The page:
Yik Yak is the newest craze among social media platforms. The increasingly popular app allows its users to post anonymously and creates a feed based on its users’ location. While anonymity may seem appealing to users because of the protection it provides, the app’s intention of protecting its users also protects those who misuse the app.
Anonymity encourages users to post things they would not typically say. When a user’s name and face is not associated with his or her words, users are not held accountable. The lack of accountability makes way for racist, homophobic and sexually explicit comments, as well as threats, to be posted and spread. There have already been many high-profile incidents in which the app has been used inappropriately, even dangerously.
As far as the use of Yik Yak on college campuses, similar problems have occurred. At Colgate University there was a three-day sit-in on campus during which 300 students protested the treatment of minority groups and the lack of diversity on campus. The protest was sparked by racist comments posted on Yik Yak such as, “White people won life, Africa lost, sorry we were so much better than you that we were literally able to enslave you to our will.”
A controversy at Rowan University in New Jersey revolved around a sex tape that was posted online and shared through Yik Yak. Two male students posted the tape without the permission of the female student shown in the tape.
The video took place at the Tau Kappa Epsilon fraternity of which both male students were members. The male students are now facing suspension from the university for violating the Student Code of Conduct and have resigned from their fraternity. No criminal charges are being made.
The SUNY Canton campus received multiple threats from a student via Yik Yak. The first threat read, “This is a message to all SUNYCanton students, if you value your life do not go to class tomorrow, I plan on killing myself but before that I plan on taking as many of you worthless piles of crap, be ready.”
The campus experienced a lockdown, during which classes were cancelled and students were taken into shelter and escorted by police throughout campus. The police investigation was able to connect the crime back to a student who is now in custody.
Pennsylvania State University experienced similar threats via Yik Yak. A student posted a threat that he would bring an assault rifle and kill everyone on campus. After the student was discovered by the police and arrested, he claimed that the post was intended as a prank.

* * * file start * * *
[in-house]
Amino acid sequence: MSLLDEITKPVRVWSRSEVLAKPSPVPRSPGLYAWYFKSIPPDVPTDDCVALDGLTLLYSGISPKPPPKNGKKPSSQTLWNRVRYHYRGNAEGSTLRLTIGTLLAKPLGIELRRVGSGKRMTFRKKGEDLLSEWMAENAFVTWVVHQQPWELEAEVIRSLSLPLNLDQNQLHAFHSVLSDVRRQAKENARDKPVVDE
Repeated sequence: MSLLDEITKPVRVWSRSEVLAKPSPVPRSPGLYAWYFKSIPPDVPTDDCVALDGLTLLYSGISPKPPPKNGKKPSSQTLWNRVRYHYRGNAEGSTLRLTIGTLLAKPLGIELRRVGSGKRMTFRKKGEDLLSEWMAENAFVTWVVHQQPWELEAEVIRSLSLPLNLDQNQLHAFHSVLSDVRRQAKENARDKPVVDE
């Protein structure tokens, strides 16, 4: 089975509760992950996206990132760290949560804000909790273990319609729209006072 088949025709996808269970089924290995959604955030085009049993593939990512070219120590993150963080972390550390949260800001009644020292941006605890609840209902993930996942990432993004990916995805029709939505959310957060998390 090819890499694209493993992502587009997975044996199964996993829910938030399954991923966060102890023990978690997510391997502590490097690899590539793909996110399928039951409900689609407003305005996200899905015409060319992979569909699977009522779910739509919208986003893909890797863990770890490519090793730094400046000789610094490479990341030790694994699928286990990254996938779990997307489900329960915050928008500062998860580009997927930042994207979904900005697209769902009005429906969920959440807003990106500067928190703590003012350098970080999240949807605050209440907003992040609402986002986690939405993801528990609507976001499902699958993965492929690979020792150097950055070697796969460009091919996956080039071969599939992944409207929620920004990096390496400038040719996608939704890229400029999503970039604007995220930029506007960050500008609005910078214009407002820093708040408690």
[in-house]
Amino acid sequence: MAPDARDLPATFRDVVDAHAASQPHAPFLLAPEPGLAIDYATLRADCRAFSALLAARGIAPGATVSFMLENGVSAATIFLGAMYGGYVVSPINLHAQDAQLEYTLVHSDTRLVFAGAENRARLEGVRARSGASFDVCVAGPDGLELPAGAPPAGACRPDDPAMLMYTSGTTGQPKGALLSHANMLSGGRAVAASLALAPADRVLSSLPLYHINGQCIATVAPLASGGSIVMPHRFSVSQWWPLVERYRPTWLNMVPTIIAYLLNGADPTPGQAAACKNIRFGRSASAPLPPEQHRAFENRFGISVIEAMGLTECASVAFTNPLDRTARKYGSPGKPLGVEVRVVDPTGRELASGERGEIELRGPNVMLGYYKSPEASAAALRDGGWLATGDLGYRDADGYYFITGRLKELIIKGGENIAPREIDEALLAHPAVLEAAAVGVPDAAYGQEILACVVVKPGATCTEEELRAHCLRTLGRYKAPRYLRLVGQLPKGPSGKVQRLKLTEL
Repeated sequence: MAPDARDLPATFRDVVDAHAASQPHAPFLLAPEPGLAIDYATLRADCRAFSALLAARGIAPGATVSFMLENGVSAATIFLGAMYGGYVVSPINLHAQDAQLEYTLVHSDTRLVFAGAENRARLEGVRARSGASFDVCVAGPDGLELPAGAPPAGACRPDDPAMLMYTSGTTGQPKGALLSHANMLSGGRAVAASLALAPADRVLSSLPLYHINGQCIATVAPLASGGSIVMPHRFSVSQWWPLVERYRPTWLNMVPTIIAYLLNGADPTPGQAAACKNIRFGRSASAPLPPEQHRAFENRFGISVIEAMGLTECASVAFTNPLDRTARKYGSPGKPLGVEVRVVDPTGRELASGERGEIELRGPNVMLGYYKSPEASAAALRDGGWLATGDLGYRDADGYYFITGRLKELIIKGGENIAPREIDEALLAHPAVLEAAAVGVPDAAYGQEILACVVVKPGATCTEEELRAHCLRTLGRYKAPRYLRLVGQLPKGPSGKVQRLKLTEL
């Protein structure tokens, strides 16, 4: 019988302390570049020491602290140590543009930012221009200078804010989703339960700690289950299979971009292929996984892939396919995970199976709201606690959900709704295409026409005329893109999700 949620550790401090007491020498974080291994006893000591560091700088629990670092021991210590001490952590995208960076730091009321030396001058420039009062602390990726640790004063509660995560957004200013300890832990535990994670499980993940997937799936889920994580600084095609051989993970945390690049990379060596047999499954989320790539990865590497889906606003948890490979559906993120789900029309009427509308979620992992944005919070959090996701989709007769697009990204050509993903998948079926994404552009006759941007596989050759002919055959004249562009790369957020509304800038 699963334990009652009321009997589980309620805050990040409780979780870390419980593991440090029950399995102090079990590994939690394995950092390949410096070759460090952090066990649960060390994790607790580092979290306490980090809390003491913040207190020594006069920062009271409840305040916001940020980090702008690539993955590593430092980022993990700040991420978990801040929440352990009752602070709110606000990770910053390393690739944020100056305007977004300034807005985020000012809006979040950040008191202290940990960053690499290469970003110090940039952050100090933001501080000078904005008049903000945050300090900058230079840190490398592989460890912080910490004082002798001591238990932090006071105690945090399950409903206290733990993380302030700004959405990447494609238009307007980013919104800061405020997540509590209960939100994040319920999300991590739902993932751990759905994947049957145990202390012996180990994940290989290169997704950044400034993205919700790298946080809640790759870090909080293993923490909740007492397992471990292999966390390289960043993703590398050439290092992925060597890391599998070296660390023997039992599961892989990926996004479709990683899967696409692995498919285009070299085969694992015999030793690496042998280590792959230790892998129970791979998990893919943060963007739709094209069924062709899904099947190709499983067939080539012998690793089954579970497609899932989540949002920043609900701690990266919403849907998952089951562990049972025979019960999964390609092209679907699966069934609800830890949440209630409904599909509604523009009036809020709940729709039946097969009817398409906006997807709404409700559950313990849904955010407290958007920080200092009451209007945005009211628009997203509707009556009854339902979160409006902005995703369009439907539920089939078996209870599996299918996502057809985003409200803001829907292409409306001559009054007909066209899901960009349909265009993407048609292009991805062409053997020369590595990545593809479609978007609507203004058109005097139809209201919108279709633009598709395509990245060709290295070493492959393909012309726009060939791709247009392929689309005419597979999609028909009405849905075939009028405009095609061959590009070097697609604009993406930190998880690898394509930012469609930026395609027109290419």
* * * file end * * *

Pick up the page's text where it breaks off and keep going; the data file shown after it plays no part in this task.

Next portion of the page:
The problem Yik Yak presents is clear. The app provides a mask, or rather a cloak of invisibility, for bullies and ill-intentioned people to hide behind. And while scrolling through your Yik Yak feed at Lawrence you might not come across any threats or racist or homophobic comments, what you will find is a considerable amount of distasteful posts that don’t represent the Lawrence University student body in a positive light.
There are a fair share of posts that are appropriate, that share what life at Lawrence is like—being sleep deprived, not getting any work done over Reading Period or critiquing Bon Appétit on occasion. These posts are not problematic, and perhaps they do allow a sense of community to be created virtually among Lawrence students, as the makers of Yik Yak intended.
However, the sexually explicit comments and the talk of being drunk negatively reflect students at Lawrence. Although these comments might be directed toward a very close group of friends, no student would publicly attach their name to such comments.
On a general level, Drake University Professor Nancy Berns says it best: “There is an element of dehumanization to it. When you strip away that human contact, there is a tendency to stop thinking about the receiver of your message as another person with a life and feelings.”
Within the “Lawrence Bubble,” problems such as bullying and threats may not be an issue, but users still need to keep in mind the image they are projecting of Lawrence University and its student body. Lawrence users need to think about the reception of their posts by other users so as to avoid the controversies other campuses across the nation have faced.